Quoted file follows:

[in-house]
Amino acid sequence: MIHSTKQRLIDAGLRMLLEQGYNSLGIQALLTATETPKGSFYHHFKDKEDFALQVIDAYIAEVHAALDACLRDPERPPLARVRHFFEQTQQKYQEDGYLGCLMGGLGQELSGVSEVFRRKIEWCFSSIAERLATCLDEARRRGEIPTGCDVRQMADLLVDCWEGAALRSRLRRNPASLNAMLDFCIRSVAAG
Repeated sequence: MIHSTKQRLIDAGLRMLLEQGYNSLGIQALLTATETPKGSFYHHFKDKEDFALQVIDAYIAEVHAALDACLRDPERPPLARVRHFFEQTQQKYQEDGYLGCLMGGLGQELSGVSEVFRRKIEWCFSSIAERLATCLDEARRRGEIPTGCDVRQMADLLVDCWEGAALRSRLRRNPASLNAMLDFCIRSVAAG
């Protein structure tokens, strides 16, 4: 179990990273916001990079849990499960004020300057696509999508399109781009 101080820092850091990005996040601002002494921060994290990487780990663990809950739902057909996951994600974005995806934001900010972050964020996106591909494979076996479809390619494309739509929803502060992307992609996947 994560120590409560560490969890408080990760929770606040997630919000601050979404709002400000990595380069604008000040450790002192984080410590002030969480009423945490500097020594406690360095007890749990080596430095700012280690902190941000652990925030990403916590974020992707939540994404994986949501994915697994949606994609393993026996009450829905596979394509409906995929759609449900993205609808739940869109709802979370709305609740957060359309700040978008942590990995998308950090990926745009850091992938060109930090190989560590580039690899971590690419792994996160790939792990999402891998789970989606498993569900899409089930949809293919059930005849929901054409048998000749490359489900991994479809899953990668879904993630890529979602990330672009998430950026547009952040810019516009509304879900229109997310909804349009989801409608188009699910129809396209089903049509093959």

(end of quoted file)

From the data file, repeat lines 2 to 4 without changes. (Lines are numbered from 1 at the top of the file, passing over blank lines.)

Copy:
Amino acid sequence: MIHSTKQRLIDAGLRMLLEQGYNSLGIQALLTATETPKGSFYHHFKDKEDFALQVIDAYIAEVHAALDACLRDPERPPLARVRHFFEQTQQKYQEDGYLGCLMGGLGQELSGVSEVFRRKIEWCFSSIAERLATCLDEARRRGEIPTGCDVRQMADLLVDCWEGAALRSRLRRNPASLNAMLDFCIRSVAAG
Repeated sequence: MIHSTKQRLIDAGLRMLLEQGYNSLGIQALLTATETPKGSFYHHFKDKEDFALQVIDAYIAEVHAALDACLRDPERPPLARVRHFFEQTQQKYQEDGYLGCLMGGLGQELSGVSEVFRRKIEWCFSSIAERLATCLDEARRRGEIPTGCDVRQMADLLVDCWEGAALRSRLRRNPASLNAMLDFCIRSVAAG
């Protein structure tokens, strides 16, 4: 179990990273916001990079849990499960004020300057696509999508399109781009 101080820092850091990005996040601002002494921060994290990487780990663990809950739902057909996951994600974005995806934001900010972050964020996106591909494979076996479809390619494309739509929803502060992307992609996947 994560120590409560560490969890408080990760929770606040997630919000601050979404709002400000990595380069604008000040450790002192984080410590002030969480009423945490500097020594406690360095007890749990080596430095700012280690902190941000652990925030990403916590974020992707939540994404994986949501994915697994949606994609393993026996009450829905596979394509409906995929759609449900993205609808739940869109709802979370709305609740957060359309700040978008942590990995998308950090990926745009850091992938060109930090190989560590580039690899971590690419792994996160790939792990999402891998789970989606498993569900899409089930949809293919059930005849929901054409048998000749490359489900991994479809899953990668879904993630890529979602990330672009998430950026547009952040810019516009509304879900229109997310909804349009989801409608188009699910129809396209089903049509093959």